Figure 4.

Structures of NifEN, MoFe protein and apo‐MoFe protein. (a) Ribbon presentations of the αβ‐dimers of NifEN (left) and MoFe protein (right), showing the location of the FeS cluster species within each protein. The α‐subunits are coloured blue and presented in the foreground, whereas the β‐subunits are rendered transparent in the background. (b) Ribbon presentation of the αβ‐dimer of apo‐MoFe protein (left) and its corresponding electrostatic surface potential presentation (right), revealing the presence of a positively charged M‐cluster insertion funnel (coloured blue). Key residues in the insertion funnel (viewed from the top) are shown in the dashed circle (b, right). All clusters are shown in space‐filling models, with atoms coloured as follows: Fe, orange; S, yellow; Mo, cyan; O, red and C, grey. PYMOL was used to generate this figure using coordinates of PDB entries 1L5H, 3PDI and 1M1N.

Figure 5.

Catalysis by Mo‐nitrogenase. (a) The Fe protein cycle. This cycle consists of the following steps: (i) the formation of a complex between the ATP‐bound Fe protein and the MoFe protein; (ii) the transfer of electrons from the Fe protein to the MoFe protein concomitant with the hydrolysis of ATP; (iii) the dissociation of the complex following the release of phosphate (Pi) and (iv) the rereduction of the Fe protein and the replacement of ADP with ATP. FePred, reduced Fe protein; FePOX, oxidised Fe protein; MoFePred, reduced MoFe protein. (b) The MoFe protein cycle. This cycle consists of a number of steps, where e/H+ pairs are added one at a time on the MoFe protein, converting it from the resting state (M0) to the turnover state (Mn). The binding of N2 likely occurs at the M3 stage, where three e/H+ pairs have been accumulated concomitant with the release of H2. The distal N in the N2 molecule is reduced and released as NH3 at the M4 stage; whereas the proximal N is reduced and released as NH3 at the M7 stage. n, number of e/H+ pairs added on the MoFe protein.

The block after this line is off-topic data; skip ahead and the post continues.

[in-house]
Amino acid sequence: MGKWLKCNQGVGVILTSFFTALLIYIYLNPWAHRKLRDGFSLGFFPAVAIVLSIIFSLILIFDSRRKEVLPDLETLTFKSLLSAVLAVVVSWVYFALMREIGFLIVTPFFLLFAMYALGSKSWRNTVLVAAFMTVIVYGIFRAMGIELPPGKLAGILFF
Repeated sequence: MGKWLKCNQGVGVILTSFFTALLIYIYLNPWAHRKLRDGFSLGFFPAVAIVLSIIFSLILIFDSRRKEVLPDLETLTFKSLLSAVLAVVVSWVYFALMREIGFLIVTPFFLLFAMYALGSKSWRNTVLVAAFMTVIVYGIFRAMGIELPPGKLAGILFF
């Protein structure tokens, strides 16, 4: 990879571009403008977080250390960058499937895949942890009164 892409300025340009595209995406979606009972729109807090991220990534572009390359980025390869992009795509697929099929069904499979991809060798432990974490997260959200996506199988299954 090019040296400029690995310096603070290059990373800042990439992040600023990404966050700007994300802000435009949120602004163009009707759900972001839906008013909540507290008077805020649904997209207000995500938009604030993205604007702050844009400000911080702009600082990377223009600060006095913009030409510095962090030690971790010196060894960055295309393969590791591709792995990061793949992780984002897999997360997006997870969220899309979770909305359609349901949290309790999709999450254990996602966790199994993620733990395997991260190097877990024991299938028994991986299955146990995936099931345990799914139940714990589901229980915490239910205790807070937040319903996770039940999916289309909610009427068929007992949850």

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Further Reading

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Wiig JA, Lee CC, Fay AW, Hu Y and Ribbe MW (2011) Purification of nitrogenase proteins. Methods in Molecular Biology 766: 93–103.

Yang ZY, Danyal K and Seefeldt LC (2011) Mechanism of Mo‐dependent nitrogenase. Methods in Molecular Biology 766: 9–29.

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Wiig, Jared A, Rebelein, Johannes G, and Hu, Yilin(May 2014) Nitrogenase Complex. In: eLS. John Wiley & Sons Ltd, Chichester. http://www.els.net [doi: 10.1002/9780470015902.a0001386.pub2]